The Legislature-Parliament avatar of the Constituent Assembly today endorsed the bill seeking to extend the term of the CA by six more months. This is the fourth extension of the CA term. Like it was in August when the CA was extended for three months, this time too there was not much drama (inside the CA of haggling by the politicians and outside the CA hall of protesters shouting against the extension). But the atmosphere was entirely different back in May when the CA was extended for three months amidst chaos.
Of the 508 lawmakers present at the House session, 505 voted in favour of the bill seeking amendment to the Interim Constitution that would pave way for extending the CA term, while three lawmakers voted against the bill. The government on Thursday tabled a bill on the 11th amendment to the Interim Constitution proposing a six-month extension beyond the November 30 deadline.
The CA, which was elected in April 2008 with a two-year term to write a constitution and take the peace process to a logical conclusion, has already been extended three times before this. None of the works have been finished till now. Continue reading
Despite all the chaos and apparent differences of positions/opinions/ideologies of political parties, they have made significant progress in drafting a new constitution. If one looks at the debates that have occurred in the CA over the past year and a half, it is clear that although differences between parties have persisted, there have also been major attempts to discuss issues and attempts to find adequate methods to address them.
There is a tendency in Nepali society that views the proceedings in the Constituent Assembly (CA) with great negativity and foreboding. The differences between the parties on important issues regarding the constitution go so deep, this line of analysis goes, that finding compromise is impossible. Those who believe this never expected the CA process to move as far as it has: to the stage where all 11 thematic committees have submitted their concept papers, they have been discussed and the next task is for the Constitutional Committee (CC) to write a complete draft of the constitution in the next month. Even now, the nay-sayers continue to disparage the process, emphasising the incomplete nature of the concept papers and the major differences between parties that yet remain to be resolved.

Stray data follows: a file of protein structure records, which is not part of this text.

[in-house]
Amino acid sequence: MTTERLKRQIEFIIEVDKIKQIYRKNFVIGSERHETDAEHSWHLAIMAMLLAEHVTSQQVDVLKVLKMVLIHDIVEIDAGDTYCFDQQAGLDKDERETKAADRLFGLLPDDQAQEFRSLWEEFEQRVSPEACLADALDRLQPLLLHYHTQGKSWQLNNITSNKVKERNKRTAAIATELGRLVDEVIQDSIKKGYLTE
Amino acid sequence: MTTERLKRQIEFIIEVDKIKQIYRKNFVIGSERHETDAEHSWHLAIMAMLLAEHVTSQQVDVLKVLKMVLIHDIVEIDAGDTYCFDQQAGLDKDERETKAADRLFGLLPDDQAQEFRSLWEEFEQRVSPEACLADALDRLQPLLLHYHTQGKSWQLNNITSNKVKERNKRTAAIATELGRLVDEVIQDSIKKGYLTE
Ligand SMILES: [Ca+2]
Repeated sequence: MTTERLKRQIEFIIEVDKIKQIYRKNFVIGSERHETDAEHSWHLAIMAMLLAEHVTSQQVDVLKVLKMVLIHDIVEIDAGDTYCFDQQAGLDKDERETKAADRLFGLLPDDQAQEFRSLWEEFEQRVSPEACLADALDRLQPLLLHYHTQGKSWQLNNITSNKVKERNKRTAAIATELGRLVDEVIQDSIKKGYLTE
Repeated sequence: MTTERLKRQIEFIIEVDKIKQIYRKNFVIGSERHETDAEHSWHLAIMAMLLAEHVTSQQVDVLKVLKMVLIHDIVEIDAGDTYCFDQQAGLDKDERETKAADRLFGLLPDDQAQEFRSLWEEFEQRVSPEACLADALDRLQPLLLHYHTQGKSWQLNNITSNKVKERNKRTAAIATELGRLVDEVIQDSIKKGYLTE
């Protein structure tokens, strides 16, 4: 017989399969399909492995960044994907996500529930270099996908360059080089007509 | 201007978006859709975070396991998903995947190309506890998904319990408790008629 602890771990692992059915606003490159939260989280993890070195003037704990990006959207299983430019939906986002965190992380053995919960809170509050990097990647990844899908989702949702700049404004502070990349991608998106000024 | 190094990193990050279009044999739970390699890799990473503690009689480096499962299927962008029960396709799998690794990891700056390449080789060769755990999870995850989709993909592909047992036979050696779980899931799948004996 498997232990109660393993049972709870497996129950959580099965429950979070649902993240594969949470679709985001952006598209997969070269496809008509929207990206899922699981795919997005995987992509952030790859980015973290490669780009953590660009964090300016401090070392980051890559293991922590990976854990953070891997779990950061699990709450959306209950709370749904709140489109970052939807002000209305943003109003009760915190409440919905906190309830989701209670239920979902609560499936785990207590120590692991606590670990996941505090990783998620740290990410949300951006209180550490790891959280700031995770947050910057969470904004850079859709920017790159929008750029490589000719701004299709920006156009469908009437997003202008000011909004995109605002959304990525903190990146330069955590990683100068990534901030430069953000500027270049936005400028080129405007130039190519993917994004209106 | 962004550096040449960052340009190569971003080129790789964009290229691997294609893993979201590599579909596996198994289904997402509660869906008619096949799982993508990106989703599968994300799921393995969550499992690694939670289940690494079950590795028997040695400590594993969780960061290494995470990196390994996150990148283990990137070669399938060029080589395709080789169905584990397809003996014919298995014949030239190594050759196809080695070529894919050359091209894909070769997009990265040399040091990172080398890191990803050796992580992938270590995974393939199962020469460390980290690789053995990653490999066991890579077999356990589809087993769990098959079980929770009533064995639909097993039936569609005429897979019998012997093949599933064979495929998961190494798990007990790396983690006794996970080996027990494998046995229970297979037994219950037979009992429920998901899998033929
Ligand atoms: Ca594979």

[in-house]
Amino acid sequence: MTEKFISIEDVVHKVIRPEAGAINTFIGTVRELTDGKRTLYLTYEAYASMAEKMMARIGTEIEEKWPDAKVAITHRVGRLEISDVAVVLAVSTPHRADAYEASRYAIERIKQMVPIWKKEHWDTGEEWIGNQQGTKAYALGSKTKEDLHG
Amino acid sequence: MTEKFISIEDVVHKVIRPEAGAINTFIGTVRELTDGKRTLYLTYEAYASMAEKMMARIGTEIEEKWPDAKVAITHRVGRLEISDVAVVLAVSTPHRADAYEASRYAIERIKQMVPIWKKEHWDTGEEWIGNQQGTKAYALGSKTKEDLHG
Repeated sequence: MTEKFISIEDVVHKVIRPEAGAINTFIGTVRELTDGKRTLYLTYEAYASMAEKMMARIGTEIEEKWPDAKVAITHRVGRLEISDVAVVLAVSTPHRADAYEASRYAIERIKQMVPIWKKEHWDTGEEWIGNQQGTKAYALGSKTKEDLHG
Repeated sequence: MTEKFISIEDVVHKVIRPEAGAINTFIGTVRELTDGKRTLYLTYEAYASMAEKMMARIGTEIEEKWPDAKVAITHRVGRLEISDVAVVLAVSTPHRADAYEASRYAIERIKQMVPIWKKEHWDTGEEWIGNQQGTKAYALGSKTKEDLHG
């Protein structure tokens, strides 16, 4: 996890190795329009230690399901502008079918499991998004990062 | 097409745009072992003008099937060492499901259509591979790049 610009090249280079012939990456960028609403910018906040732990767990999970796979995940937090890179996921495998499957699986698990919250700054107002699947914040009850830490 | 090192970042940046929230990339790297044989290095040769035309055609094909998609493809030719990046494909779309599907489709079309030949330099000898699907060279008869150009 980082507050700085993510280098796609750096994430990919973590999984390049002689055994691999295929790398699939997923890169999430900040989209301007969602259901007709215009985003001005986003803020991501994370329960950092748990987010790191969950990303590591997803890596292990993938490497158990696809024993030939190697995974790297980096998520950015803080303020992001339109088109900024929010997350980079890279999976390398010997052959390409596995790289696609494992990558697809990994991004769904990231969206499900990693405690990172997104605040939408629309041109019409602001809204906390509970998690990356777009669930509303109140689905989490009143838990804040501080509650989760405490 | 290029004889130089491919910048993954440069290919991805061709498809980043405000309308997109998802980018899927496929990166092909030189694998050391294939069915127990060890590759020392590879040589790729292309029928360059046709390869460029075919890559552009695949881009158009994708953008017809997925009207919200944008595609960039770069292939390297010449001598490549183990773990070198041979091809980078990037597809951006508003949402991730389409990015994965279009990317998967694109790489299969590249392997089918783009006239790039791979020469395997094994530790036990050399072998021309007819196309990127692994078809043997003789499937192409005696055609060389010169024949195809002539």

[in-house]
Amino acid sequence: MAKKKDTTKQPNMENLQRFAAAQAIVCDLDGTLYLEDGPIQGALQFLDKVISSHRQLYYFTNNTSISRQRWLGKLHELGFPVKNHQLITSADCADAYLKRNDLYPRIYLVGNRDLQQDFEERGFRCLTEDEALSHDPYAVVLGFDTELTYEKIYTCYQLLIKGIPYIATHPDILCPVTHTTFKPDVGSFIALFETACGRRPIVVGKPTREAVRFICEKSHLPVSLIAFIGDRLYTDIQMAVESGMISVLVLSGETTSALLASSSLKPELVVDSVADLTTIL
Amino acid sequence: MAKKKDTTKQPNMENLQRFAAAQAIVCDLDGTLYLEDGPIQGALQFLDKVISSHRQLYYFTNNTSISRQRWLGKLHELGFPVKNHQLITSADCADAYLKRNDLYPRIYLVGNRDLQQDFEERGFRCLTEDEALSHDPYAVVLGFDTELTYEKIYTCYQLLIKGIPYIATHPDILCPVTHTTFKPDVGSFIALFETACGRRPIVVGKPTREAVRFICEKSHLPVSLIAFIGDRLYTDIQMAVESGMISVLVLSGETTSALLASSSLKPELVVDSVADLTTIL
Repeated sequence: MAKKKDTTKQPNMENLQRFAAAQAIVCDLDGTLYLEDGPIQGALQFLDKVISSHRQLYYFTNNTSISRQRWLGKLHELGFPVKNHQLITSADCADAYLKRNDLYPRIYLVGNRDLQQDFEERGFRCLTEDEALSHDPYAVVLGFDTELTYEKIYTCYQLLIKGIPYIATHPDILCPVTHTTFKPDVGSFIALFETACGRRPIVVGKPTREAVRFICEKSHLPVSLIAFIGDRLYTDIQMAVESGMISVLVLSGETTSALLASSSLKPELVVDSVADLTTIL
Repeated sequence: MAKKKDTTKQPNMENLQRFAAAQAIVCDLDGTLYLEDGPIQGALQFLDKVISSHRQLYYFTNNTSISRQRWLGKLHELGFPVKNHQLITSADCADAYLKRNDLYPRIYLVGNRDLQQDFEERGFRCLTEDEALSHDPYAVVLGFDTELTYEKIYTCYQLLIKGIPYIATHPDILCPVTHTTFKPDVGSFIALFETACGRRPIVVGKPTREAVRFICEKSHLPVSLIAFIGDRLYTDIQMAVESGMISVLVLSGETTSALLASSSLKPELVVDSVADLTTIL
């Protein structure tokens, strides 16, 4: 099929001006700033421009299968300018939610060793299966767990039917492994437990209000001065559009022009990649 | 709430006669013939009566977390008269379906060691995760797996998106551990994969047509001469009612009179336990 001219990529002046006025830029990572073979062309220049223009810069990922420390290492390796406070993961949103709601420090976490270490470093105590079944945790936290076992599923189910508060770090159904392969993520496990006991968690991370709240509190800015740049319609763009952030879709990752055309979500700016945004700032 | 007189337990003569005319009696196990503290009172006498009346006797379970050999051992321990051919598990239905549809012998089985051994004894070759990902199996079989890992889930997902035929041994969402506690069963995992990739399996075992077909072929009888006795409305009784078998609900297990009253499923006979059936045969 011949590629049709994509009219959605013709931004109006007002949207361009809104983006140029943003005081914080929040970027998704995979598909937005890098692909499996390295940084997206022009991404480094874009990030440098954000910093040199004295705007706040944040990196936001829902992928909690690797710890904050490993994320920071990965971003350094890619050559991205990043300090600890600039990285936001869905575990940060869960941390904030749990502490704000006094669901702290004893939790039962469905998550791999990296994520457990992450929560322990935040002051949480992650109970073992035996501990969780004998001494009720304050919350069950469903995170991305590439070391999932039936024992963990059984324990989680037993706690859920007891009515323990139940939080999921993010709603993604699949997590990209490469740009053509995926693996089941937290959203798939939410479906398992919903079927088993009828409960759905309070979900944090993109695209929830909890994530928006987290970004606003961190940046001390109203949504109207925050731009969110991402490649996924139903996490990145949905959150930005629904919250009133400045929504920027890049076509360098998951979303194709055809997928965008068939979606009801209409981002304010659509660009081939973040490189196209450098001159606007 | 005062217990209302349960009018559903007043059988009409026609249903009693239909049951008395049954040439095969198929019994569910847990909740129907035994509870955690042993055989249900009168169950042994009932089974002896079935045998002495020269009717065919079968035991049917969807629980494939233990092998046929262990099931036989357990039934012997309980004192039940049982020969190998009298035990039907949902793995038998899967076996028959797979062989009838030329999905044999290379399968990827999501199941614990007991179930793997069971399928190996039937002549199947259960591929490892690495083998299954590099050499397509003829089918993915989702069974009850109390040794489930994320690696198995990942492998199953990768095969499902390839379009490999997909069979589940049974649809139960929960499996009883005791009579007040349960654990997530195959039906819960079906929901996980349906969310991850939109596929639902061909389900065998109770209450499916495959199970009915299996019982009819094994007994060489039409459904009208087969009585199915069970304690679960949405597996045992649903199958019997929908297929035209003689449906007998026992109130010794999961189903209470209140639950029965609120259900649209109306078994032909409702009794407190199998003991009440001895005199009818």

This reading is based on the premise that there is broadly one main fault line in the CA: between the Maoists and the ethnic/regional parties on the one side and the Nepali Congress and the CPN-UML on the other. This chasm between the two sides is so deep, it is thought, that bridging it is impossible. This is, however, a misreading of the situation. If one looks at the debates that have occurred in the CA over the past year and a half, it is clear that although differences between parties have persisted, there have also been major attempts to discuss issues and attempts to find adequate methods to address them. In many of these cases, in fact, there is agreement on the nature of the problems of Nepali state and society. The differences between parties are only regarding how to resolve them. Continue reading
With the lapse of time, whether the history of ruling monarch will repeat in changed form? This fear hangs over the mind of common people, as the present Constitutional developments are not so encouraging.
By Suryabahadur Singh
The constitutional evolutionary phases were continuously witnessed throughout the development process in Nepal. The post second Jan-andolan,2062 (2005) period has provided ample opportunities for stabilizing and institutionalizing the institutional democracy, peace and constitutional reforms. The formation of Constituent Assembly has raised the common man’s hope of period getting a constitutional solution forever. The Nepalese masses have not forgotten that, the Constituent assembly was a mere declaration by the King Mahendra in 2007(1950) and the successive constitutions were formed by the related Constitution drafting committees. At that time, the constitutional experts were hand picked, the rigidity, abstract law, limited constitutional resources, least judicial developments and impact of ruling monarch were major hurdles in the way of making appropriate Nepali constitution. Along with this, soaring socio-economic problems has obstructed a lot for experimenting with past six constitutions having colors, flavor and impact of then existing time. Continue reading